When I look at this picture it takes me back to the darkest period of my life. How sad is that? When you’ve been wanting a baby for so long, it should be the happiest time but I felt defeated.
How did it get to such dark desperation?
I had a beautiful birth. My daughter Clara was born to the James Vincent McMorrow’s song ‘Higher Love’. She had a perfect button nose and cute blonde curls.
When I was still at the hospital, I had some difficulty breast feeding. This was ironic for a Type A optimist. I’m used to achieving what I put my mind to. By Day 3, the anxiety insomnia started.
Back at home, the breast-feeding was still excruciating and I started viewing my little girl as the source of my pain. My husband would bring her to me for a feed and then I would ask him to take her away. After a constant battle in my head of whether to give up the breast-feeding, we put our baby girl on formula at three weeks, which gave me instant relief. For 24 hours. Then the hyper-sensitivity to sound crept in. Everything felt like it was turned up to high volume.
One night I said to my husband, ‘Darling, do you think we could move Clara down into the kitchen, so I can’t hear her?’ Meanwhile I hid behind a veneer of always being perfectly groomed and telling my friends and family I was doing ok. I would smile when people said how beautiful my daughter was, as I looked on not recognising the child I held in my arms.
At least I had my mother with me for the first six weeks, to help with cooking, cleaning, and looking after my daughter. She was a great distraction – but then after six weeks it was time for her to leave. I started experiencing more severe anxiety, sadness, episodes of crying and guilt of not ‘getting it’ as a new Mum. I even tried to go back to work. I remember being at a business meeting, with my hair done, smartly dressed, pretending I had it all together, while on the inside I was crumbling. I started to lie. Even to the nurses at my six-week PND survey check. I’d snap out of it soon enough, I thought. It sure didn’t seem like anyone in my mother’s group was experiencing anxiety. I’d look at them, wondering if they too felt like they’d prefer to poke their own eyes out than be a new mother, wondering whether it was too early to have a gin.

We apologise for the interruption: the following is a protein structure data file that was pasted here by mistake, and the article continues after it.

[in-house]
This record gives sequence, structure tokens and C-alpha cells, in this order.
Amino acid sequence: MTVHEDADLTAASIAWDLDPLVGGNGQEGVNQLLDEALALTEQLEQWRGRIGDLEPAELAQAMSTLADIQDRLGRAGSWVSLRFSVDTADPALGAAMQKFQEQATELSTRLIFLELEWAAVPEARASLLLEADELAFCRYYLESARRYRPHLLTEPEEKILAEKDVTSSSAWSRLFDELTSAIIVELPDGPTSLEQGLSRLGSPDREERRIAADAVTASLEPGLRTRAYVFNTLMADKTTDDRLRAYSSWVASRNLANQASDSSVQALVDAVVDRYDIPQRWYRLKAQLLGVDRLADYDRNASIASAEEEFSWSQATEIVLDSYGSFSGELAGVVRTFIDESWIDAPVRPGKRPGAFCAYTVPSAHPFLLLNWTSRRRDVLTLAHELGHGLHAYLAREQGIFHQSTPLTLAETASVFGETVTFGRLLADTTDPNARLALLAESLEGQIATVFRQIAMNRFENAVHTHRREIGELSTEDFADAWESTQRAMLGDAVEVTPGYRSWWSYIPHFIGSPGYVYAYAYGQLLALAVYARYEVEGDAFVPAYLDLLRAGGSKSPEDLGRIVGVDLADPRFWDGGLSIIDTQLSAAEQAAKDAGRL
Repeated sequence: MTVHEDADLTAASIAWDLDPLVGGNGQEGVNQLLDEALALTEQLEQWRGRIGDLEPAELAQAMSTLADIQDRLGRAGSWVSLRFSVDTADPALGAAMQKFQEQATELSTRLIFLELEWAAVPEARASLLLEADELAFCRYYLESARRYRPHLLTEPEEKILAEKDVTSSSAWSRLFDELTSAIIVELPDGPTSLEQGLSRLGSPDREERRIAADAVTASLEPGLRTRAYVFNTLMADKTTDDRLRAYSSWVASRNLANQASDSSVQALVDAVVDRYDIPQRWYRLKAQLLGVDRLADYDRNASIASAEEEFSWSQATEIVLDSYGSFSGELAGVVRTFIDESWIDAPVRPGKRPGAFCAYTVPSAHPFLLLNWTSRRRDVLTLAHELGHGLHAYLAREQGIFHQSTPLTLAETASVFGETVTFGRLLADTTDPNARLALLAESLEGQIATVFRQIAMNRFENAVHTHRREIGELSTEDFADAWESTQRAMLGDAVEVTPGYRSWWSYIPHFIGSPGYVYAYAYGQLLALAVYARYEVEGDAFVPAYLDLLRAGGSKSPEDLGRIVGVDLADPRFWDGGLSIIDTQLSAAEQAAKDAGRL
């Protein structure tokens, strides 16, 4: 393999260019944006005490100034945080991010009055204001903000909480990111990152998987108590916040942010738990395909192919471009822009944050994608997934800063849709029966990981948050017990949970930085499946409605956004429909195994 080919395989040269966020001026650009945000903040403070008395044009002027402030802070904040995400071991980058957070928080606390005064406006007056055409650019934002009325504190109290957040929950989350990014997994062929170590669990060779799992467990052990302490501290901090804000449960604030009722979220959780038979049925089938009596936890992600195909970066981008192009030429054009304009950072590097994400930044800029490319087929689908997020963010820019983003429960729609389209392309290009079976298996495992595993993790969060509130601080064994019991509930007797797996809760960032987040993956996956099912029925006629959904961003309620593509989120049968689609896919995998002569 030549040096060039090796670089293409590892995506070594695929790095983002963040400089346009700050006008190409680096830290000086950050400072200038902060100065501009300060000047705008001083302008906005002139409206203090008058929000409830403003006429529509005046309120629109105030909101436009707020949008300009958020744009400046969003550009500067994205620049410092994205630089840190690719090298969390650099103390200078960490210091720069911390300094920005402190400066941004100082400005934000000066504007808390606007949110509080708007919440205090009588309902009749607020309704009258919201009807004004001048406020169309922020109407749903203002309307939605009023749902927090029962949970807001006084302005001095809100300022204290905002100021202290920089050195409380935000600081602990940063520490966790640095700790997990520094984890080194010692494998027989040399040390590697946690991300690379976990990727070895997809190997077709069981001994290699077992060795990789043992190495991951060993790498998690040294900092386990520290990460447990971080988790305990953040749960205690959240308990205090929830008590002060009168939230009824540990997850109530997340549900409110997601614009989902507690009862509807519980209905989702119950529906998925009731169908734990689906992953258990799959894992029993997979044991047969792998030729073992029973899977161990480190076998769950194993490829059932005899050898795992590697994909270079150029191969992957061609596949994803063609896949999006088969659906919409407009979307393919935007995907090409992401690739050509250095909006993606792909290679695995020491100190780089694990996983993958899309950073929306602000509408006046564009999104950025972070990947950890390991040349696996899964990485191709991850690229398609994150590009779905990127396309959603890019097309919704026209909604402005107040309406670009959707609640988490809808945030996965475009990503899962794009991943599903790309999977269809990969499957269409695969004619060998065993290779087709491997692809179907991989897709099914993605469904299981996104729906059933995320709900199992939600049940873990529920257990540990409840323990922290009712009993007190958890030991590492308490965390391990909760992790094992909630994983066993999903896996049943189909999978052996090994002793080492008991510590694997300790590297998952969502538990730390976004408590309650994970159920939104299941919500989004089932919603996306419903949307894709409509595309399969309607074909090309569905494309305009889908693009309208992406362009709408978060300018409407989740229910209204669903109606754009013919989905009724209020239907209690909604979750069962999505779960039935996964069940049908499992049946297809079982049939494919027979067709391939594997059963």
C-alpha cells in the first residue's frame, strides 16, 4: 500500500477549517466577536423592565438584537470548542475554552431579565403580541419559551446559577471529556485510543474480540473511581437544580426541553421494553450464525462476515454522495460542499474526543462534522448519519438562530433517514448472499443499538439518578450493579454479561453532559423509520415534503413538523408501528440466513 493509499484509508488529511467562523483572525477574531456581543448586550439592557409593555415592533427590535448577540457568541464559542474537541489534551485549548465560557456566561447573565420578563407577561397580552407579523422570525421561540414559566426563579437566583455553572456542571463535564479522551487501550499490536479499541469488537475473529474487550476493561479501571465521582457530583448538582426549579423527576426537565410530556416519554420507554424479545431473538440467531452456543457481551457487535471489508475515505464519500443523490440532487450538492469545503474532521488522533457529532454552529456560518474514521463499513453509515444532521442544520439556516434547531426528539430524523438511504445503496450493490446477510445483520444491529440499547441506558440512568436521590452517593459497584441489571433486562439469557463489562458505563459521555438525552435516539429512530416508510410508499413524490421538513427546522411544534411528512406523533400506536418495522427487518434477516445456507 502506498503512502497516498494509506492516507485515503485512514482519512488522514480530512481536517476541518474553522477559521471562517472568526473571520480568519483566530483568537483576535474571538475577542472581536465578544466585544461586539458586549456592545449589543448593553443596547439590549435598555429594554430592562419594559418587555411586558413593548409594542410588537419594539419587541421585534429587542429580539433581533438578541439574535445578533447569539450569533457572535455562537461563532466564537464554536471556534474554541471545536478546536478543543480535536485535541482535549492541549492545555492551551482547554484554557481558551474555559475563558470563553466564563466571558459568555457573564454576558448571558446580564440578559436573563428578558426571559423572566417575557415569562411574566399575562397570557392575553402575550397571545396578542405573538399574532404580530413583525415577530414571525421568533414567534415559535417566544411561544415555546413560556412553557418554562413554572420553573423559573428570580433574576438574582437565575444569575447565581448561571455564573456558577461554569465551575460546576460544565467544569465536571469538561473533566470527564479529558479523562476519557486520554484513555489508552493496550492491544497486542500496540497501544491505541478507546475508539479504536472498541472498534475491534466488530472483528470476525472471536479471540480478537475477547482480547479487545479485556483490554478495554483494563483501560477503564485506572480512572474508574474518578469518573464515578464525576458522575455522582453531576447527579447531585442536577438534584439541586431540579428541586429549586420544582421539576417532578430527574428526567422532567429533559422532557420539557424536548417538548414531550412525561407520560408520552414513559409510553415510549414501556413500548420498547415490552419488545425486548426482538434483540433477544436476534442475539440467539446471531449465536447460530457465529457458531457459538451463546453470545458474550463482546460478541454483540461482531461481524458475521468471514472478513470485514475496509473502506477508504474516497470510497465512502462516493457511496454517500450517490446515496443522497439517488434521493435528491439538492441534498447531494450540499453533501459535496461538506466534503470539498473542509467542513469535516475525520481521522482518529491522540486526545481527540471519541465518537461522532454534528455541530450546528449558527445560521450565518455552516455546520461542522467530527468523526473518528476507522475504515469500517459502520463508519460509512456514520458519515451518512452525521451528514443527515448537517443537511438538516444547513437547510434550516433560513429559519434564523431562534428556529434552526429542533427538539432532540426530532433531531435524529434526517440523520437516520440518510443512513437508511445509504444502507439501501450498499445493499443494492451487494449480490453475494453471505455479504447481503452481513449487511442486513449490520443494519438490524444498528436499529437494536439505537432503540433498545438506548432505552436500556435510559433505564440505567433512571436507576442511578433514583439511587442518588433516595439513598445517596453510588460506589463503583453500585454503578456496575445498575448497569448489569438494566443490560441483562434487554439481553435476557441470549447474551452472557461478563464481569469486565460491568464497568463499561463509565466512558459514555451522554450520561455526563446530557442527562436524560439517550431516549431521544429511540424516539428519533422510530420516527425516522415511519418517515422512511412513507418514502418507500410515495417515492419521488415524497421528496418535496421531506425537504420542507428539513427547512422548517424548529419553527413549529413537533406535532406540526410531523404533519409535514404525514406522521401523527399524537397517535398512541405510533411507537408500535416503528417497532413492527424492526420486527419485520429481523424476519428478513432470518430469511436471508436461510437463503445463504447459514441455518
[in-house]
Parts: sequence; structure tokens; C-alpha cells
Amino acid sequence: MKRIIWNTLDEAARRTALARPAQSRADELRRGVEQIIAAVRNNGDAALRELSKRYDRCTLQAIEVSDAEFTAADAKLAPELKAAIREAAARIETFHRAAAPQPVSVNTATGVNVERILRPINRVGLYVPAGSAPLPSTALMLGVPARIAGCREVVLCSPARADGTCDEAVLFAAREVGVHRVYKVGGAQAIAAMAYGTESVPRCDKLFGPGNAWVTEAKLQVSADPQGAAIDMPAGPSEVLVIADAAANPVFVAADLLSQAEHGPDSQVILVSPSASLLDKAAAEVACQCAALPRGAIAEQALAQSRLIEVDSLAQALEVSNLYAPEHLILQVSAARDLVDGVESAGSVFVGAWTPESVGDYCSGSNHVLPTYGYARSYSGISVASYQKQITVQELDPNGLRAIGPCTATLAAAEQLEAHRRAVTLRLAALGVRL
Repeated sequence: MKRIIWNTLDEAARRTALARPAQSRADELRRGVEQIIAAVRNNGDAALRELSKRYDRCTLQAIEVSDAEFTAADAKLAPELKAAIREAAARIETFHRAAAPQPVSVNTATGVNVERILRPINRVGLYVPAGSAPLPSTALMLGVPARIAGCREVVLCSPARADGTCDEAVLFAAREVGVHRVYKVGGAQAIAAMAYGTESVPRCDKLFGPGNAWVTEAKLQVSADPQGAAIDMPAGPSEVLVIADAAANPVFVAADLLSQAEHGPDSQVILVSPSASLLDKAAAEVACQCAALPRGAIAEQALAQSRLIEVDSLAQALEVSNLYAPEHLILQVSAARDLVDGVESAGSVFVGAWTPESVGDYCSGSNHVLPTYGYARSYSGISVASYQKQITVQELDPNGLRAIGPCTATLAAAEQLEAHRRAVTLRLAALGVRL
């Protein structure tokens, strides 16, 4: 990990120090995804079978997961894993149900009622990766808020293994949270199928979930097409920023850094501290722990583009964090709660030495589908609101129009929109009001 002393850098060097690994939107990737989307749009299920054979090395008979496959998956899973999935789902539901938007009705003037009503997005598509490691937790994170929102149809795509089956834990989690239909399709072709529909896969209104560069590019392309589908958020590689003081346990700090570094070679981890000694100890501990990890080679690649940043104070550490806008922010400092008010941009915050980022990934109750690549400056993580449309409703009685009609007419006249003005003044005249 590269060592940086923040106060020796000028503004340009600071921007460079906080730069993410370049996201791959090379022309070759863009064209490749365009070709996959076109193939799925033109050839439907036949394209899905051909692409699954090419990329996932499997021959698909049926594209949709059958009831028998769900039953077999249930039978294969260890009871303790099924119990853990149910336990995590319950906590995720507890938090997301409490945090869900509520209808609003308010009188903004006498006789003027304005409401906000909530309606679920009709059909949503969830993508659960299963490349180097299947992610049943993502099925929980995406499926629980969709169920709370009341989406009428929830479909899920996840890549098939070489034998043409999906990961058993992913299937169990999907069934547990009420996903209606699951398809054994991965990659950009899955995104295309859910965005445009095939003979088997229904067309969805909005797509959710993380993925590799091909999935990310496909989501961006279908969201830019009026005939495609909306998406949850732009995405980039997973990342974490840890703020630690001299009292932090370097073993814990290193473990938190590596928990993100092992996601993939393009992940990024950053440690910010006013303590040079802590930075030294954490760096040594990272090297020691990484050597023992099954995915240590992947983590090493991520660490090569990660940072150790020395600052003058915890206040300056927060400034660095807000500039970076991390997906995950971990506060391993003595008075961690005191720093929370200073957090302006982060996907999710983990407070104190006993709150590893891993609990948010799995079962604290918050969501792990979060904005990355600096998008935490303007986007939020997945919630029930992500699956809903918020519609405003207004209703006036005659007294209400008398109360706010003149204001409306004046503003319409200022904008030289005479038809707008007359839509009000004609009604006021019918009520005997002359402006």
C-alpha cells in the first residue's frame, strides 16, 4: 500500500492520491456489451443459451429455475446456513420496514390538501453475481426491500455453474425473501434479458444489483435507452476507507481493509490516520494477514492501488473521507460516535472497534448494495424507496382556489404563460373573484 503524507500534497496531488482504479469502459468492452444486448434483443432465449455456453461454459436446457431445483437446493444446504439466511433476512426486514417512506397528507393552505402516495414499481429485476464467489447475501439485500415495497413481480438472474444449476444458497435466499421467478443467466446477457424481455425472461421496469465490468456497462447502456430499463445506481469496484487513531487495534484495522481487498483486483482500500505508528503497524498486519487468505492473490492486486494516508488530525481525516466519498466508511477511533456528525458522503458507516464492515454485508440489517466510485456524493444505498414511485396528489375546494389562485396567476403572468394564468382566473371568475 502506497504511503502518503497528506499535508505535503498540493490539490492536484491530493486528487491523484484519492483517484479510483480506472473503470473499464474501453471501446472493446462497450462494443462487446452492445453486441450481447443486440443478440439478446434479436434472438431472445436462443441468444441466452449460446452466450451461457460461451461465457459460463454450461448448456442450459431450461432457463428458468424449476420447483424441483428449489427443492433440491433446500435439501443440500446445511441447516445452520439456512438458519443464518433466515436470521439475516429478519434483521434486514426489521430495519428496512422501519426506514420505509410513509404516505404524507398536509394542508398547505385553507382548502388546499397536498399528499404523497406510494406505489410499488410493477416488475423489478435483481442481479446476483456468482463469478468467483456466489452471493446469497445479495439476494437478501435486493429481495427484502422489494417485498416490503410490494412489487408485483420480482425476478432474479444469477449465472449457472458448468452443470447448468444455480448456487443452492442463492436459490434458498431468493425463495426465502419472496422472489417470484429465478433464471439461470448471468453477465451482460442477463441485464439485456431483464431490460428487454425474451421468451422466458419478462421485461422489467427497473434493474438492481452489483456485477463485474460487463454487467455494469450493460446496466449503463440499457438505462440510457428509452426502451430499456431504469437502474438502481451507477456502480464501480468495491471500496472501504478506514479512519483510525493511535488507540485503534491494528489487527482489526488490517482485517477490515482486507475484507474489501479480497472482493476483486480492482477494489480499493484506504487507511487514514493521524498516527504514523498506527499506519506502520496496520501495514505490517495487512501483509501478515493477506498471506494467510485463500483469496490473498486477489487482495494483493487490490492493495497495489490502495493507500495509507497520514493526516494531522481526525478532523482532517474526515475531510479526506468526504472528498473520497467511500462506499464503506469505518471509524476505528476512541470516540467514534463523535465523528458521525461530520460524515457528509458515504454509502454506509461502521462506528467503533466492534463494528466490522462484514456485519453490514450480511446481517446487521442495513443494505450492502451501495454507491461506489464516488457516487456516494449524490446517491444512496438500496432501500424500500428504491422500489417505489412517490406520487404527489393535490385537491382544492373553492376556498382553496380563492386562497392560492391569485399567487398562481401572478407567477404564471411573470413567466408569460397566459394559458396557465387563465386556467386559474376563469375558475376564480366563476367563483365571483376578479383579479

By week eight, I hadn’t snapped out of it. The exhaustion was taking its toll and I fell into a storm of depression. I would catch myself staring in the mirror with tears in my eyes, begging myself to hold on and be strong. Meanwhile I was due to be in Scotland in a week, as bridesmaid for my best friend. The day I was meant to fly, Clara was nine weeks old. I was ready to get on the flight with my bags and my Scottish money and escape. On the way home from the money exchange though, I suffered a panic attack, fueled by fear and shame. My thoughts turned from, ‘I need to escape’ to ‘I hope the plane goes down on the way to Scotland… that would be the best outcome for everyone.’
I arrived home and told my husband how I was feeling. He told me that his life would never be the same without me, that he and Clara needed me, and loved me. At this point, with his support I called the professionals. The next day, I started a stay at a PND unit. I spoke to some girlfriends who had been in the thick of PND and they promised I would make a full recovery.
Over the next five weeks in the hospital, I met some incredible women going through the exact same thing, and formed a tribe of supportive friends. After two weeks of massaging, smiling and singing to my daughter I finally felt a real bond. I finally had insight into how Mums felt. I went off all forms of social media, while I realigned into what was important. The upshot of this adversity, was that I had a new-found insight, respect and empathy toward mental health and the power of our brains.
I went back to university to study psychology and neuroscience, and became a mindfulness and meditation teacher, starting my own company as part of my mission to help others @eqminds.
Unfortunately, some of us have to experience crushing hardship to grow. The good news is you don’t have to. With incredible organisations like Gidget Foundation Australia supporting and teaching coping tools to mothers, it’s a lot easier not to slide into the depths of PND.